Those pumps have a sensor that shuts them down when the water level gets too low, and also keeps it from operating in open air. Likely both for safety and to keep the transducer from overheating.

      Supplied with proper cooling I bet an array of those transducers could levitate heavier objects, and pulverize things like expanded styrene beads. Wouldn’t want to use it on anything organic, especially nothing living.

      1. Normally I would agree but as usual there are some cases where slight modifications can make a huge difference.

        http://journals.aps.org/prl/abstract/10.1103/PhysRevLett.105.125501

        The authors describe how acoustic phonons can directly tunnel through vacuum and, therefore, transmit energy and conduct heat between bodies that are separated by a vacuum gap. This effect is enabled by introducing a coupling mechanism, such as piezoelectricity, that strongly couples electric field and lattice deformation. The electric field leaks into the vacuum as an evanescent field, which leads to finite solid-vacuum-solid transmission probability. Because of strong resonances in the system, some phonons can go through the vacuum gap with (or close to) unity transmission, which leads to significant thermal conductance and heat flux.

        Also see:

        Not exactly a high quality vacuum though.

        1. Also relevant would be this link.

          http://proftimobrien.com/2014/03/sounds-of-space/

          “Sound waves can travel in space. There are even sonic booms (shock waves) from stellar explosions. But the densities and pressures are so low they would not be directly audible. So many sounds from space are modified in some way e.g. their frequencies are brought into the range of human hearing, or they are “sonifications” of data i.e. scientific data turned into a sound in some way.”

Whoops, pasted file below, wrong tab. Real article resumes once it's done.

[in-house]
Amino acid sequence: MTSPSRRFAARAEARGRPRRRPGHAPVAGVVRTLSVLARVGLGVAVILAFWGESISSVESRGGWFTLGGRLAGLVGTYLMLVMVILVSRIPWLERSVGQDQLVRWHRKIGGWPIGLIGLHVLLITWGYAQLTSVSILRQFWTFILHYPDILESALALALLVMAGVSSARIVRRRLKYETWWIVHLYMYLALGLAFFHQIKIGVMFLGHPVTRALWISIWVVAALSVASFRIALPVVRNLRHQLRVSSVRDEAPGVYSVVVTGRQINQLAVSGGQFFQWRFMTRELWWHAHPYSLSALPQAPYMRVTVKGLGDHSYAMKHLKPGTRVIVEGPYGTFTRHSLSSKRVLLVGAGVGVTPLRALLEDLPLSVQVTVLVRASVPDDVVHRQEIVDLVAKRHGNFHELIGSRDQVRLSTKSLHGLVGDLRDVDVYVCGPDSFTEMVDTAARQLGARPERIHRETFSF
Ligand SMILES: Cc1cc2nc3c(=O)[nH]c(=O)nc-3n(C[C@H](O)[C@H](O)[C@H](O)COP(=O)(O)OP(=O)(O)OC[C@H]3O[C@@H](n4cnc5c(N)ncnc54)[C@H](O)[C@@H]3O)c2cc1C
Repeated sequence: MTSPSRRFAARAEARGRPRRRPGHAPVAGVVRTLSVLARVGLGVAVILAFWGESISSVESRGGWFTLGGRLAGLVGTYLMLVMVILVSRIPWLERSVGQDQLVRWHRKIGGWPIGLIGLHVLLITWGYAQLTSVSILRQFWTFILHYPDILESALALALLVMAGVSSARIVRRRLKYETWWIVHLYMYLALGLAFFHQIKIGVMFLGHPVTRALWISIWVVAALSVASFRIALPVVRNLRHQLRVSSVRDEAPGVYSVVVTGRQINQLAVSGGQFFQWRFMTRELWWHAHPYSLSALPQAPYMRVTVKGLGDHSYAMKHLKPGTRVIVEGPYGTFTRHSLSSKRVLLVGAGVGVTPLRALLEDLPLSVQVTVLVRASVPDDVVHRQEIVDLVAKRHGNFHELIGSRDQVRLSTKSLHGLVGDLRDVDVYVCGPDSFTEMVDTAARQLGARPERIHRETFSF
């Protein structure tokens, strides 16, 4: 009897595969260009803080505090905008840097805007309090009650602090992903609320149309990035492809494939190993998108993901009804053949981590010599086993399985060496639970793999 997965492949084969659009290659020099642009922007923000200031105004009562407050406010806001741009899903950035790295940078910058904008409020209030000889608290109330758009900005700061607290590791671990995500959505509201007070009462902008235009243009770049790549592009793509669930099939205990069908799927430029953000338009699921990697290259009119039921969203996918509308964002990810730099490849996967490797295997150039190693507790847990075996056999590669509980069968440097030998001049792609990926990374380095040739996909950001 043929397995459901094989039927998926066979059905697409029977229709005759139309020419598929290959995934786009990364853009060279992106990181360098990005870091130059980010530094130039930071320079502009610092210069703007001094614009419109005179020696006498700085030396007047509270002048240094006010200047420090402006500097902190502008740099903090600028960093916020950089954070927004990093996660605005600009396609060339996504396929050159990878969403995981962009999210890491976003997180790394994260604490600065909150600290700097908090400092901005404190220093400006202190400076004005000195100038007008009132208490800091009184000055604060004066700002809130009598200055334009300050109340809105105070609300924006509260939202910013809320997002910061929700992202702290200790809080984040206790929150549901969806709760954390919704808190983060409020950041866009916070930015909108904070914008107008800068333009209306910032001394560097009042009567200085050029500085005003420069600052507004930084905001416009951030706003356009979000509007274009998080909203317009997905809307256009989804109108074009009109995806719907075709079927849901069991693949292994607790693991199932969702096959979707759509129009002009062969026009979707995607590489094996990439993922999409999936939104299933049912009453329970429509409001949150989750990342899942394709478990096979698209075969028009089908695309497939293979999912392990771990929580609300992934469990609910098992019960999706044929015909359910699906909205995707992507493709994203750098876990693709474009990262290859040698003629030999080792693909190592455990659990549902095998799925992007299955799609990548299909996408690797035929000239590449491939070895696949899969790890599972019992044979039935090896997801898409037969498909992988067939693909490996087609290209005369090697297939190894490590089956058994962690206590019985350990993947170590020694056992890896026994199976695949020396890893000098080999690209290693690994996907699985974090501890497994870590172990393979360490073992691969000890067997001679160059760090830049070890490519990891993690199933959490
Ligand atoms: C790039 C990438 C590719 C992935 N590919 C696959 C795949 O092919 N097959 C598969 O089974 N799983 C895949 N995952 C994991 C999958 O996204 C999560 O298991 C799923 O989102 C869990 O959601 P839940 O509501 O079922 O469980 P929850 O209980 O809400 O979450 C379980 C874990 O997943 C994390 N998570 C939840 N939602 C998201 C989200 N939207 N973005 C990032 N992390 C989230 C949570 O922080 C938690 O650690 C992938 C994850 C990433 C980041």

1. True but you can create the media, in theory.

            “This effect is enabled by introducing a coupling mechanism, such as piezoelectricity, that strongly couples electric field and lattice deformation. The electric field leaks into the vacuum as an evanescent field, which leads to finite solid-vacuum-solid transmission probability. Because of strong resonances in the system, some phonons can go through the vacuum gap with (or close to) unity transmission, which leads to significant thermal conductance and heat flux.”

    1. Actually that would be an interesting experiment, perhaps if we attach them in opposing senses and send it to outer space, then by not deviating from free fall motion, it could prove the 2 forces are as strong as each other! This would suggest we can set up an equation F_1=-F_2 ….

  2. So the transducers he uses, are they just like the type of transducers on ultrasonic sensors? I’ve seen other acoustic levitation projects but never understood what part they used. Some looked just like an ordinary piezo.

  3. Do someone have the math behind it? Just the basic 1 speaker+ plate would interest me.
    I made a project on this, it worked, but I wasn’t able to find any document which would explain it..

    I understood that it’s a standing wave, but how van you calculate the pressure generated on the little ball?

  4. I wonder if manipulating acoustic waves in this fashion be used to control fire or dampen ignition. Imagine being able to move water vapor like giant cloud over a forest fire. Just a thought.